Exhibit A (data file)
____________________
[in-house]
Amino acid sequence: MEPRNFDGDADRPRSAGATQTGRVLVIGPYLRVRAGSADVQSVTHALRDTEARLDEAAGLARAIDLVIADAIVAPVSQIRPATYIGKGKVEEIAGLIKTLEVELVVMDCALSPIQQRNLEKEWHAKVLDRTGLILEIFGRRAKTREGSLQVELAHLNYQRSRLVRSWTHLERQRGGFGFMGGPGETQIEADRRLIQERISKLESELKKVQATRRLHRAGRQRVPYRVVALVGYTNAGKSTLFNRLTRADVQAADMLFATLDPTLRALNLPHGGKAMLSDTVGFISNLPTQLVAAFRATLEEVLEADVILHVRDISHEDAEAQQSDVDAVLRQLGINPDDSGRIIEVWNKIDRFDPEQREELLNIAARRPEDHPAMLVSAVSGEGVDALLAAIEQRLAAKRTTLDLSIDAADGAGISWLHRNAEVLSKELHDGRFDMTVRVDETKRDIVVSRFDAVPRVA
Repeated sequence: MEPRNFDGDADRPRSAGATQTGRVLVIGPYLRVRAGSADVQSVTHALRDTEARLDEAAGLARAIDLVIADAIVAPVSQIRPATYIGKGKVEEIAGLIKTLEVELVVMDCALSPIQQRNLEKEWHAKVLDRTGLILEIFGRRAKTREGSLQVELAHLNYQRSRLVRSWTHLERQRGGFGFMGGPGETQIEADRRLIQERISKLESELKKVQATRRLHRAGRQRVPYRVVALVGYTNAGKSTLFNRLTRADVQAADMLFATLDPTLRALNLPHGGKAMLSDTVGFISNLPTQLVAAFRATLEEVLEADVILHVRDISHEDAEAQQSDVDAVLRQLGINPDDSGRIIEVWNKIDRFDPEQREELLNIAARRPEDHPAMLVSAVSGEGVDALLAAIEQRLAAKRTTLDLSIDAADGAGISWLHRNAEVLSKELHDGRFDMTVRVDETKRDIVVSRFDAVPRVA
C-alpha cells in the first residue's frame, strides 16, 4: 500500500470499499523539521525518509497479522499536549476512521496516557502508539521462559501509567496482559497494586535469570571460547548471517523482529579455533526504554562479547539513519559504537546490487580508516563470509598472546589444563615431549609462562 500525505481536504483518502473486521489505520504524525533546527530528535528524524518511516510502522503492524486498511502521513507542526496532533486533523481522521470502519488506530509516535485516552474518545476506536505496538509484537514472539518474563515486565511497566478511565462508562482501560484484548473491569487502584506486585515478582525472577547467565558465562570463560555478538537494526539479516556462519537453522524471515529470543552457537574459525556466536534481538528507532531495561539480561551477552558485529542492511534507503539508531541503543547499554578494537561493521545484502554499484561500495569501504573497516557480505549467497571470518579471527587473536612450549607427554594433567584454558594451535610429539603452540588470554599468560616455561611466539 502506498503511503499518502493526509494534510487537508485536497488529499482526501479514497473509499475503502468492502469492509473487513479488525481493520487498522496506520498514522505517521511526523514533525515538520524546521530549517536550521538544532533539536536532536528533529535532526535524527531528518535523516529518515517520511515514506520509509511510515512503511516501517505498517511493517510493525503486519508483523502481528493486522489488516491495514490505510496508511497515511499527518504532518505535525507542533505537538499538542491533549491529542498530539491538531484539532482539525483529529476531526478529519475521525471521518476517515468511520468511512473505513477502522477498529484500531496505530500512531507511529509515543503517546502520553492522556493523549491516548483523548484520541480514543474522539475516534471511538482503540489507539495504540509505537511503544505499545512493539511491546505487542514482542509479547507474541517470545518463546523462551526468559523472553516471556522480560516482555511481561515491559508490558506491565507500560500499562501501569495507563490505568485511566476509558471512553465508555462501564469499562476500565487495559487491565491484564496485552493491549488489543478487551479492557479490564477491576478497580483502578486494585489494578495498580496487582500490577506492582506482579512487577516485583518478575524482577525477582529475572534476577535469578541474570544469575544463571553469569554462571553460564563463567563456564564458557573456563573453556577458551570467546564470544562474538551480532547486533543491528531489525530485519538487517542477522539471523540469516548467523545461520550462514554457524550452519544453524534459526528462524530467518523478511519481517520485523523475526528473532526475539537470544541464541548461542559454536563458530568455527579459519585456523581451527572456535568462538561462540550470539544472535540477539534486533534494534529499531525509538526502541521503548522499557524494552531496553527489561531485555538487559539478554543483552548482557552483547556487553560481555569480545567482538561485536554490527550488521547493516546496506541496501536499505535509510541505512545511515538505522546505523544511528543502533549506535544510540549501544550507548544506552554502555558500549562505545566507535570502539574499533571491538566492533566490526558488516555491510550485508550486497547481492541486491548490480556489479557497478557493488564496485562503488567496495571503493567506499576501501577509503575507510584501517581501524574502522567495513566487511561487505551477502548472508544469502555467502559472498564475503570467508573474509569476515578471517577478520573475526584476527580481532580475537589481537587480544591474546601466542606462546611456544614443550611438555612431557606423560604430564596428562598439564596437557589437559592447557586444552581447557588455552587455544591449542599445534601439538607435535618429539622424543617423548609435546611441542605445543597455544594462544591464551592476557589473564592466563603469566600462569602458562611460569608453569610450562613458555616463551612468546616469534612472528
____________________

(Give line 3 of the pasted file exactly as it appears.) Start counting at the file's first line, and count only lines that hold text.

Repeated sequence: MEPRNFDGDADRPRSAGATQTGRVLVIGPYLRVRAGSADVQSVTHALRDTEARLDEAAGLARAIDLVIADAIVAPVSQIRPATYIGKGKVEEIAGLIKTLEVELVVMDCALSPIQQRNLEKEWHAKVLDRTGLILEIFGRRAKTREGSLQVELAHLNYQRSRLVRSWTHLERQRGGFGFMGGPGETQIEADRRLIQERISKLESELKKVQATRRLHRAGRQRVPYRVVALVGYTNAGKSTLFNRLTRADVQAADMLFATLDPTLRALNLPHGGKAMLSDTVGFISNLPTQLVAAFRATLEEVLEADVILHVRDISHEDAEAQQSDVDAVLRQLGINPDDSGRIIEVWNKIDRFDPEQREELLNIAARRPEDHPAMLVSAVSGEGVDALLAAIEQRLAAKRTTLDLSIDAADGAGISWLHRNAEVLSKELHDGRFDMTVRVDETKRDIVVSRFDAVPRVA